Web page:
Arizona Supreme Court Upholds Constitutionality of Provision Relating to Statutory Authority for Constructing and Operating Sports and Tourism Complexes

Basketball player shooting basket

The AZ Legislature created the Arizona Tourism and Sports Authorityto build and/or operate a variety of sports-related facilities.

June 18, 2019
Amanda Z. Weaver - Snell & Wilmer

In an opinion published February 25, 2019, the Arizona Supreme Court held that Maricopa County’s surcharge on car rental agencies to fund a stadium and other sports- and tourism-related projects did not violate either the dormant Commerce Clause of the United States Constitution or the anti-diversion provision of the Arizona Constitution, art. 9, § 14. Saban Rent-a-Car LLC v. Ariz. Dep’t of Revenue.

In 2000, the Arizona Legislature created the Arizona Tourism and Sports Authority (the Authority) to build and/or operate a variety of sports-related facilities, including Major League Baseball spring training facilities, and youth and amateur sports and recreation centers. Taxes and surcharges, approved by voters, are the sole funding for the Authority’s construction projects, including the challenged surcharge in Maricopa County. This surcharge is based on the income from car rental companies leasing vehicles to customers for less than one year, and is the greater of $2.50 per rental or 3.25% of the company’s gross proceeds or income. A.R.S. § 5-839. The state treasurer deposits $2.50 per rental transaction into the Maricopa County Stadium District, as it has since 1991, and the remaining amount of the difference between $2.50 per transaction and 3.25% of the company’s gross income or proceeds is distributed to the Authority. Rental car companies often pass this surcharge on to their customers.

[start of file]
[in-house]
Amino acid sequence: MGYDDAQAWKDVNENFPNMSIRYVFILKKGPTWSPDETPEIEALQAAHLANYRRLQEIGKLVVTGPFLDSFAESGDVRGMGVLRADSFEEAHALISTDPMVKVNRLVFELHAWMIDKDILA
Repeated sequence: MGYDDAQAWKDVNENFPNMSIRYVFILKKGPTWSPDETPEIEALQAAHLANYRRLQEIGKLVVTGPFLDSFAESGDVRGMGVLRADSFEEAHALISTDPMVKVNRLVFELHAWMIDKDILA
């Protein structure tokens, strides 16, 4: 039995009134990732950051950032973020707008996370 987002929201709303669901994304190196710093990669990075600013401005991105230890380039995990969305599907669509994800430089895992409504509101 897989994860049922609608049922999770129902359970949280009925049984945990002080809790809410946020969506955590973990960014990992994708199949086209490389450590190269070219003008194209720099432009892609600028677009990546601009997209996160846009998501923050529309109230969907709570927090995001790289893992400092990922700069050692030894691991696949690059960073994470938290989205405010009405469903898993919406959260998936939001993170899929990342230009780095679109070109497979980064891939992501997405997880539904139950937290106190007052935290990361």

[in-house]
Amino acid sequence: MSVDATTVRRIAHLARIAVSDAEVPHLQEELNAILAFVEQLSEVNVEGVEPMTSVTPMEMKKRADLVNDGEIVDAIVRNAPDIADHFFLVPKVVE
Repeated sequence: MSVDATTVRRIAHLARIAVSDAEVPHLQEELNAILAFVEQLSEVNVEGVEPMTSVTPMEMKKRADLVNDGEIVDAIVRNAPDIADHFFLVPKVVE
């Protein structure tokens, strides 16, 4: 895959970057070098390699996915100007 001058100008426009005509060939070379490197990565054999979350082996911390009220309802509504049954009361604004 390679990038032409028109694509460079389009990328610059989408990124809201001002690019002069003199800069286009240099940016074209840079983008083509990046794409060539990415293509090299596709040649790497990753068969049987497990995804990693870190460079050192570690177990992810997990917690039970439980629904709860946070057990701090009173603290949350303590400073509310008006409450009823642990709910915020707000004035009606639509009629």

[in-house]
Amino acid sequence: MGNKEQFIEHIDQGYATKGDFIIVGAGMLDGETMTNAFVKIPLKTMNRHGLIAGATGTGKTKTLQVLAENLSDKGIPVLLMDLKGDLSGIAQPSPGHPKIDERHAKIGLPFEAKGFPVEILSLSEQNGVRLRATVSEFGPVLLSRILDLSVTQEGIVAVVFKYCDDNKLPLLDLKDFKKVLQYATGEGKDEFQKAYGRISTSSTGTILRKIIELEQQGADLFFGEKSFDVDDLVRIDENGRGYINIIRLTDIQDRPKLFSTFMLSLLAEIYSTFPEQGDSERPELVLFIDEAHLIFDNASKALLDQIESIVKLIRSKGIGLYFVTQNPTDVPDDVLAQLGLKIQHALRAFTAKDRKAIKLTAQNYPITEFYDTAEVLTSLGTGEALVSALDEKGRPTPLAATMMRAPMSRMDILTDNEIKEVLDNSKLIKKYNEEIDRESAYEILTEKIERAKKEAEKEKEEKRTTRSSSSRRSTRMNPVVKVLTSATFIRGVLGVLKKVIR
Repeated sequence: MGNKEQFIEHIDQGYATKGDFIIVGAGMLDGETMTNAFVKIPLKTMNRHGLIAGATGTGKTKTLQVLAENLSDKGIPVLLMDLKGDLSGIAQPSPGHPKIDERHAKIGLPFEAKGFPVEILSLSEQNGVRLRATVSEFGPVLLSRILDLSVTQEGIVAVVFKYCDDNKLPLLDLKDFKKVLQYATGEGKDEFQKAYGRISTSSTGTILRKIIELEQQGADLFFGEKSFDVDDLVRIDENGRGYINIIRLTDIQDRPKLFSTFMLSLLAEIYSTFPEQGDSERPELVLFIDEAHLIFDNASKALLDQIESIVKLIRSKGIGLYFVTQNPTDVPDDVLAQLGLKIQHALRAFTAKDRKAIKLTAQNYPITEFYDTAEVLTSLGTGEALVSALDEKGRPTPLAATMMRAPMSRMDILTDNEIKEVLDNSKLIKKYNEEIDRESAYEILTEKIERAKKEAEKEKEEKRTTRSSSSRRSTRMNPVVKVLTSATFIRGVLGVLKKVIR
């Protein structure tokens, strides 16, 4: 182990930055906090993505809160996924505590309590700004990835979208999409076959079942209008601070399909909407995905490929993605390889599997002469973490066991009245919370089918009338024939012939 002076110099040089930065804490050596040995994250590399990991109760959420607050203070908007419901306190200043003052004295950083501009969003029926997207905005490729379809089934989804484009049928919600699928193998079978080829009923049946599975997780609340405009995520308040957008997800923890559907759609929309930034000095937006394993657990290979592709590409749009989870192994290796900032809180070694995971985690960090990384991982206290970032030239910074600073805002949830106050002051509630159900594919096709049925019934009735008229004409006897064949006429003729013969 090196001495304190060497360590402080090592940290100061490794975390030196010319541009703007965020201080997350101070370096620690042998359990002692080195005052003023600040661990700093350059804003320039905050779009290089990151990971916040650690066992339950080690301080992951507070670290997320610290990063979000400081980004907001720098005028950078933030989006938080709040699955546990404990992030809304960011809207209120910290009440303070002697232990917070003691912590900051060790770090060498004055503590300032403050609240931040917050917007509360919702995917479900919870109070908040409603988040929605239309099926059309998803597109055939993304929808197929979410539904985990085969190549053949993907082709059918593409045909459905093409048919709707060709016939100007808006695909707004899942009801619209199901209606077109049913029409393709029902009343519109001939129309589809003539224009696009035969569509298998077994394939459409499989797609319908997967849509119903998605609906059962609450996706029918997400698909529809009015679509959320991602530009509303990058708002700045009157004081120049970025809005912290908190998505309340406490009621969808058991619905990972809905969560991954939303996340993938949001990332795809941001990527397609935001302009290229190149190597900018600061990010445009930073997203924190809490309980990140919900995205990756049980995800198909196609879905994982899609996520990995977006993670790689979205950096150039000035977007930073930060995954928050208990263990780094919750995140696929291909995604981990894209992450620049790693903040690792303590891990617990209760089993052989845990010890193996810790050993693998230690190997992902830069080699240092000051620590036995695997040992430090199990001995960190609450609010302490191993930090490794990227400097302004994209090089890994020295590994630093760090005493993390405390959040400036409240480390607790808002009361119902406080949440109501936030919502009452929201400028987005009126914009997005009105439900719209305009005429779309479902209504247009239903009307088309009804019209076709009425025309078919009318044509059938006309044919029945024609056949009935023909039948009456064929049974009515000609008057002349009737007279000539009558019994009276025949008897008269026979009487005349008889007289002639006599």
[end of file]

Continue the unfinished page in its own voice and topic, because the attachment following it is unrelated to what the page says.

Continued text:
Ms. Weaver may be contacted at aweaver@swlaw.com



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